What Is Interest?
Interest is the cost of using someone else's money. When you borrow money, you pay interest. When you borrow money, you earn interest.
Here, you will learn more about interest, including what it is and how to calculate how much you earn or owe, depending on whether you borrow or borrow.
What is interest?
Interest is calculated as a percentage of the balance on a loan (or deposit), which is paid to the lender periodically for the privilege of using your money.
The amount is generally quoted as an annual rate, but interest can be calculated for periods greater or less than one year.
Interest is additional money that must be repaid beyond the original balance of the loan or deposit. In other words, consider the question: What does it take to borrow money? The answer: more money.
How does interest work?
There are several ways to calculate interest, and some methods are more beneficial to lenders. The decision to pay interest depends on what you get in return, and the decision to earn interest depends on the alternative options available to invest your money.
Borrowing: To borrow money, you will need to repay what you borrowed. Also, to compensate the lender for the risk of lending to you (and for your inability to use the money elsewhere while using it), you must repay more than you borrowed.
Borrowing: If you have extra money available, you can either borrow it yourself or deposit the funds into a savings account, allowing the bank to lend or invest the funds to you. In return, you expect to earn interest. If you're not going to earn anything, you may be tempted to spend the money instead, because there is little point in waiting.
How much do you pay or earn in interest?
It depends on:
The interest rate
The loan amount
How long does it take to pay
A higher rate or a longer-term loan makes the borrower pay more.
Example: An interest rate of 5% per year and a balance of $ 100 results in interest rates of $ 5 per year, assuming you use simple interest. To see the calculation, use the Google Sheets spreadsheet with this example. Change the three factors listed above to see how the cost of interest changes.
Most banks and credit card issuers do not use simple interest. Instead, interest increases, resulting in interest amounts that grow faster.
How do I earn interest?
You earn interest when you borrow money or deposit funds into an interest-bearing bank account, such as a savings account or a certificate of deposit (CD).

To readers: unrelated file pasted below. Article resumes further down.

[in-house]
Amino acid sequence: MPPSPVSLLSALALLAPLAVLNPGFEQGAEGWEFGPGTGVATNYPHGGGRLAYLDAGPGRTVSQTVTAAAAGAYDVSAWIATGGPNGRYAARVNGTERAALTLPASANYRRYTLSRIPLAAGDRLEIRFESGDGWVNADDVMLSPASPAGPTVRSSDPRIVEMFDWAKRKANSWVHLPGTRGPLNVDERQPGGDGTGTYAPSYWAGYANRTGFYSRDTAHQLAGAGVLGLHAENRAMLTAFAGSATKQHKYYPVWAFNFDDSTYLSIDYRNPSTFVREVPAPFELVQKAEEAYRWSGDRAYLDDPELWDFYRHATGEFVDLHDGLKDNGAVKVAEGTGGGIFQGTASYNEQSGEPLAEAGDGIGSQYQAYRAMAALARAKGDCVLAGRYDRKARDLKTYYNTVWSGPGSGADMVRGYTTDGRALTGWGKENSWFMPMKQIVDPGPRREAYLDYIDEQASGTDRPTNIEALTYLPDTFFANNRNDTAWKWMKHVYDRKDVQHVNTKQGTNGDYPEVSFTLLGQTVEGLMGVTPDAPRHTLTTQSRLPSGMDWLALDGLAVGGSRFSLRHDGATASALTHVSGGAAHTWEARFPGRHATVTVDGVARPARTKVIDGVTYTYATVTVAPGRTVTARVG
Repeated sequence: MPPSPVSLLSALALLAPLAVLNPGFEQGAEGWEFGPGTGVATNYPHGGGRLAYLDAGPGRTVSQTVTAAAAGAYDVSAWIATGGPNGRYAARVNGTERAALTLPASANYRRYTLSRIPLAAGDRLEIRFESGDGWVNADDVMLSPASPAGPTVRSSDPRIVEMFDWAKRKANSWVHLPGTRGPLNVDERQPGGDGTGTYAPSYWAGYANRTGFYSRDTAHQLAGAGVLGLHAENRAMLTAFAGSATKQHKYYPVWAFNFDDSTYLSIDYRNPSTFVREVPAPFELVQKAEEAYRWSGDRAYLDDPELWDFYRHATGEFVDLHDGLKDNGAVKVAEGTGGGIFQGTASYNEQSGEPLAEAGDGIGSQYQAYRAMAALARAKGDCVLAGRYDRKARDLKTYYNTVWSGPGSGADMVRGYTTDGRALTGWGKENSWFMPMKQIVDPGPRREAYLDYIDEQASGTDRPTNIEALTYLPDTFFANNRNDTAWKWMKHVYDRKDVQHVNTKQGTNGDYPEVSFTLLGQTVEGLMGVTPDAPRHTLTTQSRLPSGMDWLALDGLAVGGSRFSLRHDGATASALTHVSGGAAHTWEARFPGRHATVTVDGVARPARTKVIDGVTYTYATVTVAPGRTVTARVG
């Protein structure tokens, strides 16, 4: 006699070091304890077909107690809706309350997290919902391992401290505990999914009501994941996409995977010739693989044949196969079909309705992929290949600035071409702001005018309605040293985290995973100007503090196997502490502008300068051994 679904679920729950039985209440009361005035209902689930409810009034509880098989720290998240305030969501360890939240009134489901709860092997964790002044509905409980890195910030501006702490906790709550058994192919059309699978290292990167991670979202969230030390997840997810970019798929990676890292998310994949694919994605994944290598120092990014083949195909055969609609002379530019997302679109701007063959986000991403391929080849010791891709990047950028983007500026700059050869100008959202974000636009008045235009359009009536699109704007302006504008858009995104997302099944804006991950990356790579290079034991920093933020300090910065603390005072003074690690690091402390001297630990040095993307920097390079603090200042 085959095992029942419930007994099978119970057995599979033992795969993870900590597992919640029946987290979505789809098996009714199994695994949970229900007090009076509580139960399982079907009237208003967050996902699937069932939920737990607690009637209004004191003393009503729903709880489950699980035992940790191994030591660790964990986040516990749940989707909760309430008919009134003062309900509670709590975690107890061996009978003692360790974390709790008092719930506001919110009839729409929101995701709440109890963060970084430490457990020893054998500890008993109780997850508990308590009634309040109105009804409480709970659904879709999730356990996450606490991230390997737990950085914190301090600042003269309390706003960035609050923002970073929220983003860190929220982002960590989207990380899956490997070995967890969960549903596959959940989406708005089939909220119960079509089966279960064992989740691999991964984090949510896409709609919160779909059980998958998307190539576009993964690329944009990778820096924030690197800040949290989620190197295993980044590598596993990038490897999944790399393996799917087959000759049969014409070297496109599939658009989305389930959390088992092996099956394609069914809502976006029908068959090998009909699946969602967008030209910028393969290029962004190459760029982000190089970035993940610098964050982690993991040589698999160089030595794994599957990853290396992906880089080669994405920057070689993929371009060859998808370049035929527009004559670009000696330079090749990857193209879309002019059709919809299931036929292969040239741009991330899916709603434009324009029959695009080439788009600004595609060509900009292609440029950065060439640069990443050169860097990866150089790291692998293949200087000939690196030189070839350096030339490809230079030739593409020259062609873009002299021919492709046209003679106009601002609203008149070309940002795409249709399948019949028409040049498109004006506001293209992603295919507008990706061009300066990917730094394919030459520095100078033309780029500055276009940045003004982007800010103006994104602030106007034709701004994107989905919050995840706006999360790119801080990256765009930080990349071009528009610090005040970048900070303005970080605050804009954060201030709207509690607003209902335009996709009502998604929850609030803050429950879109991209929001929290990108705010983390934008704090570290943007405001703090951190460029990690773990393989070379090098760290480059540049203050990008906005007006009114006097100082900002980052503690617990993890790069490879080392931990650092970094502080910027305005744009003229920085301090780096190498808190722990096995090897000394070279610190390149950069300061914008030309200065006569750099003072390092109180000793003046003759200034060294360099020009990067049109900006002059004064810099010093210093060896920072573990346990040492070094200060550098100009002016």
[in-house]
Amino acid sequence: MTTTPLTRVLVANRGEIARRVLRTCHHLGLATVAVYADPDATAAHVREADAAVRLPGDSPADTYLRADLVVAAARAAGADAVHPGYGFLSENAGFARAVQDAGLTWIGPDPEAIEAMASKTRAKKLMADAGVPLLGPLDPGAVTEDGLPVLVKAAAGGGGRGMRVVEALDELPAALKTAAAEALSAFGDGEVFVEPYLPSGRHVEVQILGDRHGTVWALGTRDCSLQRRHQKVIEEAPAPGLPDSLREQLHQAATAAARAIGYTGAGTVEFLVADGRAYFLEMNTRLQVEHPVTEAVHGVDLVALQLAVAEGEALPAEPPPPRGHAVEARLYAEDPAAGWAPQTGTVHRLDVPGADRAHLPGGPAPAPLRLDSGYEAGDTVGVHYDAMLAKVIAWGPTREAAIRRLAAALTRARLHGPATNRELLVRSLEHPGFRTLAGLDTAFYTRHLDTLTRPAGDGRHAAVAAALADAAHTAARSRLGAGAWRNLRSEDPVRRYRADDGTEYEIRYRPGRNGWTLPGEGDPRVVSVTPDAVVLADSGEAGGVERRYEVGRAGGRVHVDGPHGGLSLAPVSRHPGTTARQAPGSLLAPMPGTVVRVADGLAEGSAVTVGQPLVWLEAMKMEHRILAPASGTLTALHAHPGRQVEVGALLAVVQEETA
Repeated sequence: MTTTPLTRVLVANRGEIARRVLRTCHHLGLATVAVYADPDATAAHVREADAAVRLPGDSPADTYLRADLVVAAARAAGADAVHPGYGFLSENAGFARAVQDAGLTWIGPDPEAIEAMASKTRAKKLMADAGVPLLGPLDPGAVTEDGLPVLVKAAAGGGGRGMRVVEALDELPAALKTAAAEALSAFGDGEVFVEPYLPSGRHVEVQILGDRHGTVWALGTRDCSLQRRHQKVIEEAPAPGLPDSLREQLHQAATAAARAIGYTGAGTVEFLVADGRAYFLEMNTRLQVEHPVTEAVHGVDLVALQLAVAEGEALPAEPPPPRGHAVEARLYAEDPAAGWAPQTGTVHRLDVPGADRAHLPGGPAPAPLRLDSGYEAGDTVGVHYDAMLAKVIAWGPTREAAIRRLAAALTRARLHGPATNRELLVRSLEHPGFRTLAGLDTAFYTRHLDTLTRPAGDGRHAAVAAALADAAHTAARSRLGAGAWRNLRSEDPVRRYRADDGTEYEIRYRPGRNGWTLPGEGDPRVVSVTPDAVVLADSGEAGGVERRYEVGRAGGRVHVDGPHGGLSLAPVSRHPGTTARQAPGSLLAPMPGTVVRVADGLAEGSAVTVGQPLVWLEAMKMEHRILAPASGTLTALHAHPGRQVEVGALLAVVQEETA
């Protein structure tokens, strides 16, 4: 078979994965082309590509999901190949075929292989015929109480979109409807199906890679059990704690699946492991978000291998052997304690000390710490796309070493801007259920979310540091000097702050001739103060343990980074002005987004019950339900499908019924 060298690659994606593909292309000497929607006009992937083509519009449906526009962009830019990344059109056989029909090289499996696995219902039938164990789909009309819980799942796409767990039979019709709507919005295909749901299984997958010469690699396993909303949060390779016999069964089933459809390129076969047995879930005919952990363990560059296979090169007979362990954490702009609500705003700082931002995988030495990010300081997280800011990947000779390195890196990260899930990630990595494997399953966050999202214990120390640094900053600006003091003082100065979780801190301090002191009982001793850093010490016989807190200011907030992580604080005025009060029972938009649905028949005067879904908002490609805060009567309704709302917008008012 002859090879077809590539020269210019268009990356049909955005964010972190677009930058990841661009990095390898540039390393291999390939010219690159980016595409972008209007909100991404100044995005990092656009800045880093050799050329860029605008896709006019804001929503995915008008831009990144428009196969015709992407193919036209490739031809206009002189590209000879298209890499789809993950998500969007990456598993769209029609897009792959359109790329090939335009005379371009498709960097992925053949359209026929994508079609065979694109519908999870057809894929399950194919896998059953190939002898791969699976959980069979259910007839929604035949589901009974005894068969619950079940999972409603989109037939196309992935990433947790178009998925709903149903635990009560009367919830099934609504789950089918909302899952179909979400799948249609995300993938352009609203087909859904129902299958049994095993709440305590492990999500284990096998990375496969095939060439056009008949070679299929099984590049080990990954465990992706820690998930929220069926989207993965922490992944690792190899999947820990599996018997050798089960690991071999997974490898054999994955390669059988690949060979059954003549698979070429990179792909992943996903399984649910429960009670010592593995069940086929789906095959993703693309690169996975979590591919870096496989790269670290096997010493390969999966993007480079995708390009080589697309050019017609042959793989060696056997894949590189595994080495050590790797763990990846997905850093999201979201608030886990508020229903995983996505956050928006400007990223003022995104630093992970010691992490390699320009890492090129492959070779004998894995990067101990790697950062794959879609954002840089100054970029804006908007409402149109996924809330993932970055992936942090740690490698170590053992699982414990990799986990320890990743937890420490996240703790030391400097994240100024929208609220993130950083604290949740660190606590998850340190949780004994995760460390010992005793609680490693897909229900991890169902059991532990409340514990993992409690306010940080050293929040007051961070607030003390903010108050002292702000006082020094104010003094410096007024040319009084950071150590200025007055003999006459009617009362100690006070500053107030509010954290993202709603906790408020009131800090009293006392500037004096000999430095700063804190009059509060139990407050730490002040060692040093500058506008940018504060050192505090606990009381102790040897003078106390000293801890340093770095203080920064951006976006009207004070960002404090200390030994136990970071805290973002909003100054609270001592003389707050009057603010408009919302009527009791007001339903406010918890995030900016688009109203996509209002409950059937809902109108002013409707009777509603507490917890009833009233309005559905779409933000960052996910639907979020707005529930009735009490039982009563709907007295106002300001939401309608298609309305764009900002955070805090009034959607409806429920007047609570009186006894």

Banks make the loans for you: they use your money to offer loans to other customers and make other investments, and they transfer a part of that income to you in the form of interest.
Periodically (every month or quarter, for example) the bank pays interest on your savings. You will see an interest payment transaction and notice that your account balance increases.
You can either spend this money or keep it in your account so that it continues to earn interest. Your savings can really gain momentum when you leave interest on your account; You will earn interest on your original deposit, as well as interest added to your account.
Earning interest in addition to previously earned interest is known as compound interest.
When do I have to pay interest?
When you borrow money, you usually have to pay interest. But this may not be obvious, as there is not always a separate line item or invoice transaction for interest costs.
Installment debt: With loans like standard home, auto, and student loans, interest costs are included in your monthly payment.
Each month, part of your payment goes towards debt relief, but another part is the cost of interest. With these loans, you pay off your debt for a specified period of time (a 15-year mortgage or a five-year car loan, for example).
Revolving Debt - Other loans are revolving loans, which means you can borrow more month after month and make regular debt payments.
For example, credit cards allow you to spend repeatedly as long as you stay below your credit limit. Interest calculations vary, but it is not too difficult to determine how interest is charged and how your payments work.
Additional costs: Loans are generally priced at an annual percentage rate (APR). This number tells you how much you pay per year and may include additional costs in addition to interest rates. Your pure interest cost is the interest rate (not the APR).
With some loans, you pay closing or financing costs, which are not technically interest costs derived from the value of your loan and its interest rate. It would be helpful to figure out the difference between an interest rate and an APR. For comparison purposes, an APR is usually a better tool.
We hope you enjoy watching this video about what is interest
Source: Not In School
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